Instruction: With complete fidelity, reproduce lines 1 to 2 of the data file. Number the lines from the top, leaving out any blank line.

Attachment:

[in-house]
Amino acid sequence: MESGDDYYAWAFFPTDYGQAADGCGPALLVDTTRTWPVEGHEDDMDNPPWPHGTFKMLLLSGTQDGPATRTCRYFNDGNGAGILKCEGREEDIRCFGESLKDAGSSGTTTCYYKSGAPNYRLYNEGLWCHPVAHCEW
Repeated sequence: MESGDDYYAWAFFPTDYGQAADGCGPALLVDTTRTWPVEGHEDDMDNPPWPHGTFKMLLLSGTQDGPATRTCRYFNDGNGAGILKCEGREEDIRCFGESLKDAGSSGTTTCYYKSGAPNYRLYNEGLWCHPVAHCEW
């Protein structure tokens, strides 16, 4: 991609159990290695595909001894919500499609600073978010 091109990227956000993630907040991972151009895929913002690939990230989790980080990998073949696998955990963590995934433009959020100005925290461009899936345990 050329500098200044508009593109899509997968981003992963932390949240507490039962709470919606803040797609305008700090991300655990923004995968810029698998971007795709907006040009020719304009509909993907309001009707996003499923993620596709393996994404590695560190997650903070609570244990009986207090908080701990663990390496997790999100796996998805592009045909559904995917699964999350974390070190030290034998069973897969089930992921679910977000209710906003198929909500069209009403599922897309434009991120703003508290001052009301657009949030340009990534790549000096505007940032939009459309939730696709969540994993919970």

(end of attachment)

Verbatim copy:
[in-house]
Amino acid sequence: MESGDDYYAWAFFPTDYGQAADGCGPALLVDTTRTWPVEGHEDDMDNPPWPHGTFKMLLLSGTQDGPATRTCRYFNDGNGAGILKCEGREEDIRCFGESLKDAGSSGTTTCYYKSGAPNYRLYNEGLWCHPVAHCEW